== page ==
Belfast Telegraph

Questions will remain for loved ones

By Brian Rowan

Information-retrieval or truth-recovery depends very much on co-operation.

It is not just about the IRA and the other republican and loyalists organisations, but many others.

There are families who have questions about police and army and intelligence agencies - questions not just for the British Government but the Irish Government also.

The most senior police officers have been saying for a long time that investigations will not answer the many questions.

So this Commission - the ICIR - will have an important part to play. It is not about naming and shaming. This was never its envisaged role.

But it is about assisting families.

We know how the Commissions on 'the disappeared' and on decommissioning have worked.

They have been off-stage, private and have involved the use of interlocutors providing a contact point between the Commissions and different organisations.

In terms of the ICIR, the fine detail is still being worked out.

But it all comes back to that question of co-operation - how republicans, loyalists, police, army, intelligence services and governments see their roles.

There are many questions that will not be answered by the many sides.

There is also concern about the five-year timeframe given to the investigation and information processes; a view that it is not long enough.

For many the investigations unit may be where they go first in their search for answers, before consideration is given to the information-retrieval process.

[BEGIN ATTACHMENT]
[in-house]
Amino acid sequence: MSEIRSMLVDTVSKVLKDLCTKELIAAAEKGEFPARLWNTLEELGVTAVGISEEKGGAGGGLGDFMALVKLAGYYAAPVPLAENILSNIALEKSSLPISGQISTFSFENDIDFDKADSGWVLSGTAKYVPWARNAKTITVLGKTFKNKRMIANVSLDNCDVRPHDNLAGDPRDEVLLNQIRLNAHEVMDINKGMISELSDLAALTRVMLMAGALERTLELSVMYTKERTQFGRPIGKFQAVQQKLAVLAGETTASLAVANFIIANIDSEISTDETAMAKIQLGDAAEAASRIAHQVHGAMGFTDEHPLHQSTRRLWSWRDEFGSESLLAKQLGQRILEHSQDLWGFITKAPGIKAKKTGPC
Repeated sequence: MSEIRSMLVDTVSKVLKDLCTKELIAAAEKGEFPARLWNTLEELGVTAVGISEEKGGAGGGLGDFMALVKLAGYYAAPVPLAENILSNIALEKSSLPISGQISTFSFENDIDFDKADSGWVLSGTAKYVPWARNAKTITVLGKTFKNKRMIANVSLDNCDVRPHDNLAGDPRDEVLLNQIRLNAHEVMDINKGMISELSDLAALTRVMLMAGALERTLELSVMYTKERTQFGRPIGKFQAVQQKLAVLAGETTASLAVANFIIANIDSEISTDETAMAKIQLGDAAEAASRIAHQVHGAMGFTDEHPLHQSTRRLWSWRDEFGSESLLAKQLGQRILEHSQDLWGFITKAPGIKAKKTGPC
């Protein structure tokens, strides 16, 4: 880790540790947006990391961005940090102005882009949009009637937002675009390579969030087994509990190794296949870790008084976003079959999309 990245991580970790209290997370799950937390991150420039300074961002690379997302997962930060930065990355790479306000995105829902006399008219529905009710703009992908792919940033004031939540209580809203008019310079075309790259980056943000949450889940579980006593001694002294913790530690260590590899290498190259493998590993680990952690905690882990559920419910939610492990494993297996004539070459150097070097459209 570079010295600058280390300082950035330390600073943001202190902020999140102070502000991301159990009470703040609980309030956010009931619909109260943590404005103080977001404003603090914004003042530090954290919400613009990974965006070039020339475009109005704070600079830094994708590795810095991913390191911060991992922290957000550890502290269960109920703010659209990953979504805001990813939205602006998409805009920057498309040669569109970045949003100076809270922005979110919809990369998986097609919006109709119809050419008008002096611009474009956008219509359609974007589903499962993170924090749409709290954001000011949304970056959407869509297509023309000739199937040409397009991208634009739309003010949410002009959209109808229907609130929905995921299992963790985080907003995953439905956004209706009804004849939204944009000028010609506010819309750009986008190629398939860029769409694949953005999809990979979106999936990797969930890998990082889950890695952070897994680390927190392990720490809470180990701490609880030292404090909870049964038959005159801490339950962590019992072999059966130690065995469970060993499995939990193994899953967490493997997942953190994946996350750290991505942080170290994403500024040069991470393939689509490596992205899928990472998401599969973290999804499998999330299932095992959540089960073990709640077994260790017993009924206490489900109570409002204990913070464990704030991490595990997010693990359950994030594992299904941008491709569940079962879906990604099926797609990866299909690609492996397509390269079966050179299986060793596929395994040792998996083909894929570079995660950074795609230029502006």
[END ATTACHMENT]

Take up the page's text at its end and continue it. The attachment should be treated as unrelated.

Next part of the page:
And there is a concern that they may run out of time.

Within the proposals of the Stormont House Agreement, an Implementation and Reconciliation Group will oversee the information-retrieval process and the archive where everyone can record their story and experience.

Further down the road, a report will also be compiled on the patterns and themes to emerge in the conflict years.

These were not detailed in the Stormont House Agreement, but were listed in the documents of the Hass/O'Sullivan negotiations.

They include collusion, sources of finance and arms for the IRA and loyalists, alleged ethnic cleansing in border regions and interface neighbourhoods, allegations of shoot-to-kill and was there a policy behind the disappeared?

This is just part of a long list.

The focus now is on the implementation of the Stormont House Agreement - getting done what was agreed at the end of last year.

And this has become part of the Stormont stand-off.

Stuck in that jam over welfare reform.

The past is still waiting for a process - but that process will leave many questions unanswered.

Belfast Telegraph


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